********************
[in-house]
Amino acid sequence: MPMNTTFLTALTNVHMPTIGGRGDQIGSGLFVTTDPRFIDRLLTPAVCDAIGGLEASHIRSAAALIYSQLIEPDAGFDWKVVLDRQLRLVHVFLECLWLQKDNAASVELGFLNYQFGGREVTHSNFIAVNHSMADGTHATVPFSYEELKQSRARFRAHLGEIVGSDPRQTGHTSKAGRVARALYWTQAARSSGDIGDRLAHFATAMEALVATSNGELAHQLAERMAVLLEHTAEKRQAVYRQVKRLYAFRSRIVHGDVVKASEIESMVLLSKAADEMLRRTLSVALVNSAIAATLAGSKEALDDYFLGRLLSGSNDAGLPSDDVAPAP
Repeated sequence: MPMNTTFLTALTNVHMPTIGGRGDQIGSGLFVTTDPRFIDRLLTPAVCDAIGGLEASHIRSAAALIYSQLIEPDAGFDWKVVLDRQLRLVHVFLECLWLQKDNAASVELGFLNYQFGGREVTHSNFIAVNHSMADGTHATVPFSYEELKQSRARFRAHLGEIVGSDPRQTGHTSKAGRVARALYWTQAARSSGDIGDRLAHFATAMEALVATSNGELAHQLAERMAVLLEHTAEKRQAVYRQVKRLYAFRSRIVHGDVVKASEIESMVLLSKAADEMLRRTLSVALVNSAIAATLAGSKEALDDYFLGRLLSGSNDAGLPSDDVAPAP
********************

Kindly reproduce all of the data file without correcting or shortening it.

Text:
[in-house]
Amino acid sequence: MPMNTTFLTALTNVHMPTIGGRGDQIGSGLFVTTDPRFIDRLLTPAVCDAIGGLEASHIRSAAALIYSQLIEPDAGFDWKVVLDRQLRLVHVFLECLWLQKDNAASVELGFLNYQFGGREVTHSNFIAVNHSMADGTHATVPFSYEELKQSRARFRAHLGEIVGSDPRQTGHTSKAGRVARALYWTQAARSSGDIGDRLAHFATAMEALVATSNGELAHQLAERMAVLLEHTAEKRQAVYRQVKRLYAFRSRIVHGDVVKASEIESMVLLSKAADEMLRRTLSVALVNSAIAATLAGSKEALDDYFLGRLLSGSNDAGLPSDDVAPAP
Repeated sequence: MPMNTTFLTALTNVHMPTIGGRGDQIGSGLFVTTDPRFIDRLLTPAVCDAIGGLEASHIRSAAALIYSQLIEPDAGFDWKVVLDRQLRLVHVFLECLWLQKDNAASVELGFLNYQFGGREVTHSNFIAVNHSMADGTHATVPFSYEELKQSRARFRAHLGEIVGSDPRQTGHTSKAGRVARALYWTQAARSSGDIGDRLAHFATAMEALVATSNGELAHQLAERMAVLLEHTAEKRQAVYRQVKRLYAFRSRIVHGDVVKASEIESMVLLSKAADEMLRRTLSVALVNSAIAATLAGSKEALDDYFLGRLLSGSNDAGLPSDDVAPAP